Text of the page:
Johnson, M.J., Jones, E.J.H. & Gliga, T. (2015). Brain adaptation and alternative developmental trajectories. Development and Psychopathology, 27(2), 425- 442.

Wass, S.V., Jones, E.J.H., Gliga, T., Smith, T.J., Charman, T., Johnson, M., & the BASIS team (2015). Shorter spontaneous fixation durations in infants with later emerging autism. Nature Scientific Reports, 5.

Green J., Charman T., Pickles A., Wan M.W., Elsabbagh M., Slonims V., Taylor C., McNally J., Booth R., Gliga T., Jones E.J.H., Harrop C., Bedford R., Johnson M.H. & the BASIS team (2015). Parent-mediated intervention for infants at high risk of autism: Randomized clinical trial. Lancet Psychiatry, 2, 2, 133-140. *Named one of the top ten research papers of 2015 by Autism Speaks. https://www.autismspeaks.org/science/science-news/autism-speaks-names-t…

Johnson, M.H., Gliga, T., Jones, E.J.H., & Charman, T. (2015). Infant development, autism and ADHD: Early pathways to emerging disorders. Journal of Child Psychology and Psychiatry, 56, 228-247.


Gliga, T., Jones, E.J.H., & Johnson, M.H. (2014). Low noise in autism: Cause or consequence? Autism, 19(3), 369-370.

Orekhova, E.V., Elsabbagh, M., Jones, E.J.H., Dawson, G., Charman, T., Johnson, M.H., & the BASIS Team (2014). EEG hyperconnectivity in high-risk infants is associated with later autism. Journal of Neurodevelopmental Disorders, 6, 40. doi:10.1186/1866-1955-6-40

Kyllainen, A., Jones, E.J.H., Gomot, M, Warreyn, P., & Falck-Ytter, T. (2014). Practical guidelines for studying young children with autism spectrum disorder in psychophysiological experiments.  Research in Autism and Developmental Disorders, 1, 4, 373-386.

Gliga, T., Jones, E.J.H., Charman, T. and Johnson, M.H. (2014). From early markers to neurodevelopmental models of autism. Developmental Review.

Jones, E. J. H., Gliga, T., Bedford, R., Charman, T., & Johnson, M. H. (2014). Developmental pathways to autism: A review of prospective studies of infants at risk. Neuroscience and Biobehavioral Reviews. http://dx.doi.org/10.1016/j.neubiorev.2013.12.001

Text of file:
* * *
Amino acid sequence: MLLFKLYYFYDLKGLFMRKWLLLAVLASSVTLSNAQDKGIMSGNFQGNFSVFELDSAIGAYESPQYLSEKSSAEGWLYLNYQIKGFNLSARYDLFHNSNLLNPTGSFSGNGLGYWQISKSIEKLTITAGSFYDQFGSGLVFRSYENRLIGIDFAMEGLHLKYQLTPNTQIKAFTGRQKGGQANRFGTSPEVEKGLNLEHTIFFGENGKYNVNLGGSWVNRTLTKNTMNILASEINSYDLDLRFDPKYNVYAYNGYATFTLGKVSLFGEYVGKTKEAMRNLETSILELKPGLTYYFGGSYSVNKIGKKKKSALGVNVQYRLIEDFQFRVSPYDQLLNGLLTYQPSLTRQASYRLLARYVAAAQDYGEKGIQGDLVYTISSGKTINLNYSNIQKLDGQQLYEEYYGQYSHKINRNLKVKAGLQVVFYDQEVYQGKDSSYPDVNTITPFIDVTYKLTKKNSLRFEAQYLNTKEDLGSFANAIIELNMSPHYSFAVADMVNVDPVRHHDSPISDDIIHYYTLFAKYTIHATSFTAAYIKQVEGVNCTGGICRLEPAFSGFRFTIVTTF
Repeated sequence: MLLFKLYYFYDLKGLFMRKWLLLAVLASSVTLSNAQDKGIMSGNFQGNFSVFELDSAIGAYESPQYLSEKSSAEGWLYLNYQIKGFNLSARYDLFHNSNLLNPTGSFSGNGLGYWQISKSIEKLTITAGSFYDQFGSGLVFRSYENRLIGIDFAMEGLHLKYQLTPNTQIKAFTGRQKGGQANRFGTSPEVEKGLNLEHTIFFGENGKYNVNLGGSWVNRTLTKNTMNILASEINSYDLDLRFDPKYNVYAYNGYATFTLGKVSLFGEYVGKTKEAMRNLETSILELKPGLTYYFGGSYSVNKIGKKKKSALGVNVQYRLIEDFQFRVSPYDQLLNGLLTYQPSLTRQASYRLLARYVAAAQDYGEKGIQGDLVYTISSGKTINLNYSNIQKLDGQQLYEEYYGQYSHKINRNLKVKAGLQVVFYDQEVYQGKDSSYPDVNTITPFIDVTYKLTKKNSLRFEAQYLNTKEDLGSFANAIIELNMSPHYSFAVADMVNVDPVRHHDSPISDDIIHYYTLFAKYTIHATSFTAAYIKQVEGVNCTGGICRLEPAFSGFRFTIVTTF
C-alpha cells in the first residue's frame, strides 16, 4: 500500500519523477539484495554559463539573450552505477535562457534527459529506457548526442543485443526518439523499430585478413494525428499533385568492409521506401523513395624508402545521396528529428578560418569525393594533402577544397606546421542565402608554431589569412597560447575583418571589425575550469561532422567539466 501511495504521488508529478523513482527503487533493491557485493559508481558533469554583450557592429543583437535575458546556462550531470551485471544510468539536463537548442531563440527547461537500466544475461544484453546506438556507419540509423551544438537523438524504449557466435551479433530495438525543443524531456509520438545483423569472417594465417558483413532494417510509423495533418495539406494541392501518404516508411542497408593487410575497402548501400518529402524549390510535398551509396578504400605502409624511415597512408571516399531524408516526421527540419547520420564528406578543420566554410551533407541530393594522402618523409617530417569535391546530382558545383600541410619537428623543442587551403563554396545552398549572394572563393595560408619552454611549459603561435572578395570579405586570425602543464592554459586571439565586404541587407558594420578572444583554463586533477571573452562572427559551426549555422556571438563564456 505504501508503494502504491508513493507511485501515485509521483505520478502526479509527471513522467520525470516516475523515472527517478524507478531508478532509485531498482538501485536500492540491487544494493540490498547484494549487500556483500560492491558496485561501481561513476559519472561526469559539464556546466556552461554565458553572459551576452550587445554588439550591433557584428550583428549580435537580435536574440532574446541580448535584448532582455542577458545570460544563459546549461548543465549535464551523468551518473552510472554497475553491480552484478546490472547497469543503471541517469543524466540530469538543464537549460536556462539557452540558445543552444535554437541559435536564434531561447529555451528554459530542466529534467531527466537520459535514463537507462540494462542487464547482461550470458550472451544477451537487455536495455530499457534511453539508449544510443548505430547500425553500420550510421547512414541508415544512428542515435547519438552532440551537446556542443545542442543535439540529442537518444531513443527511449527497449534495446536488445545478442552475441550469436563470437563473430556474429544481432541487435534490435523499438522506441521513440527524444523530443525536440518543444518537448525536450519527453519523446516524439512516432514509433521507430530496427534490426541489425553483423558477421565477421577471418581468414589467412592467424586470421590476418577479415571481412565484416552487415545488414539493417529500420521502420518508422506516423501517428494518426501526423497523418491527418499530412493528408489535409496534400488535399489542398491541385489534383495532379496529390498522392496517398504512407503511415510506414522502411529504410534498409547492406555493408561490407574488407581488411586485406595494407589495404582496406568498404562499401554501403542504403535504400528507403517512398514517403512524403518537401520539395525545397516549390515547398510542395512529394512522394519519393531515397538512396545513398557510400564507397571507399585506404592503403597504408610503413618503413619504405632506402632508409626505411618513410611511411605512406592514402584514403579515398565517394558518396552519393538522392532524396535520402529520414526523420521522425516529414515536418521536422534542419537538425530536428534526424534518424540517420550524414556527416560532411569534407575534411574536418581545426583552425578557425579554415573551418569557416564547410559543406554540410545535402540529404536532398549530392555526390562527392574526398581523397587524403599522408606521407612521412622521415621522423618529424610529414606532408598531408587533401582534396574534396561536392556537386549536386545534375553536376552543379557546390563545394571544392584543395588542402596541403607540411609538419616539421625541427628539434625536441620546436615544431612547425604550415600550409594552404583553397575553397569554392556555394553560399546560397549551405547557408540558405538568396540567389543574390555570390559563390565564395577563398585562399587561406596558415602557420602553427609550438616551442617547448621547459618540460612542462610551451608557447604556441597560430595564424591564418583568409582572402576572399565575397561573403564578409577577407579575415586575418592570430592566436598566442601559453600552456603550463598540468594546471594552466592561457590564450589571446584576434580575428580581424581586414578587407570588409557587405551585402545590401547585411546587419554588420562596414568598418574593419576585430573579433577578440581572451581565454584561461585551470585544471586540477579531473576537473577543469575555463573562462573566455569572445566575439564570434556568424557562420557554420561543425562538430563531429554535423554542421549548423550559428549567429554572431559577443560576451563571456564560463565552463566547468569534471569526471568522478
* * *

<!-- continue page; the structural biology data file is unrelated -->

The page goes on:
Webb, S.J., Jones, E.J.H., Kelly, J., & Dawson, G. (2014). The motivation for very early intervention in infants at high risk for Autism Spectrum Disorders. International Journal of Speech-Language Pathology, 16 (1), 36-42.


Webb, S.J., Bernier, R., Henderson, H.A., Johnson, M.H., Jones, E.J.H., Lerner, M.D., McPartland, J., Nelson, C.A., Rojas, D.C., Townsend, J., & Westerfield, M. (2013). Guidelines and best practices for electrophysiological data collection, analysis and reporting in autism. Journal of Autism and Developmental Disorders, 45(2), 425-443.

Jones, E.J.H., Webb, S.J., Estes, A., & Dawson, G. (2013).  Rule learning in autism: The role of reward type and social context. Developmental Neuropsychology, 38, 58-77.


Dawson, G., Jones, E.J.H., Faja, S., Kamara, D., Merkle, K., Venema, K., & Webb, S.J. (2012). Early behavioral intervention is associated with normalized brain activity in young children with autism.  Journal of the American Academy of Child and Adolescent Psychiatry, 51(11), 1150-1159.*Named one of the top ten medical breakthroughs of 2012 by Time magazine, and Autism Speaks.

Jones, E.J.H. (2012).  Visual Cognitive Potentials.  Encyclopedia of Autism Spectrum Disorders.

Faja, S., Webb, S.J., Jones, E.J.H., Merkle, K., Kamara, D., Bavaro, J., Aylward, E., & Dawson, G. (2012).  The effects of face expertise training on the behavioral performance and brain activity of adults with high functioning Autism Spectrum Disorders. Journal of Autism and Developmental Disorders, 42, 278-293.


Webb, S.J., Jones, E.J.H., Merkle, K., Venema, K., Greenson, J., Murias, M., & Dawson, G. (2011). Developmental change in the ERP responses to familiar faces in toddlers with Autism Spectrum Disorders versus typical development. Child Development, 82, 1868-1886.

Herbert, J.S., & Jones, E.J.H. (in press). Watching, learning, and remembering: Deferred imitation and developmental changes in memory during the first year of life. Journal of Early Intensive Behavioral Intervention.

Jones, E.J.H., Pascalis, O., Herbert, J.S., & Eacott, M.J. (2010). Visual recognition memory across contexts.  Developmental Science, 14 (1), 136-147. 

Webb, S.J., Jones, E.J.H., Merkle, K., Namkung, J., Toth, K., Greenson, J., Murias, M. & Dawson, G. (2010). Toddlers with elevated autism symptoms show slowed habituation to faces.  Child Neuropsychology, 16, 255-278. 

Webb, S.J., Jones, E.J.H., Merkle, K., Oskin, N., Murias, M., Greenson, J., Richards, T., Aylward, E., & Dawson, G. (2010). Response to familiar faces, newly familiar faces, and novel faces as assessed by ERPs is intact in adults with autism. International Journal of Psychophysiology, 77, 106-117.

Jones, E.J.H., & Herbert, J.S. (2009). Imitation and the development of infant learning, memory, and categorization. Revue de Primatologie, 1.

Webb, S.J. & Jones, E.J.H. (2009).  Early identification of autism: Early characteristics, onset of symptoms, and diagnostic stability.   Infants and Young Children, 22, 100-118. 

Jones, E.J.H. & Herbert, J.S. (2008).  The effect of learning experiences and context on infant imitation and generalization.  Infancy, 13, 596-619.

Jones, E.J.H. & Herbert, J.S. (2006). Exploring memory in infancy: Deferred imitation and the development of declarative memory. Infant and Child Development, 15, 195-205.  

Jones, E.J.H. & Herbert, J.S. (2006). Using deferred imitation to understand the processes of change in infant memory development. Infant and Child Development, 15, 215-218.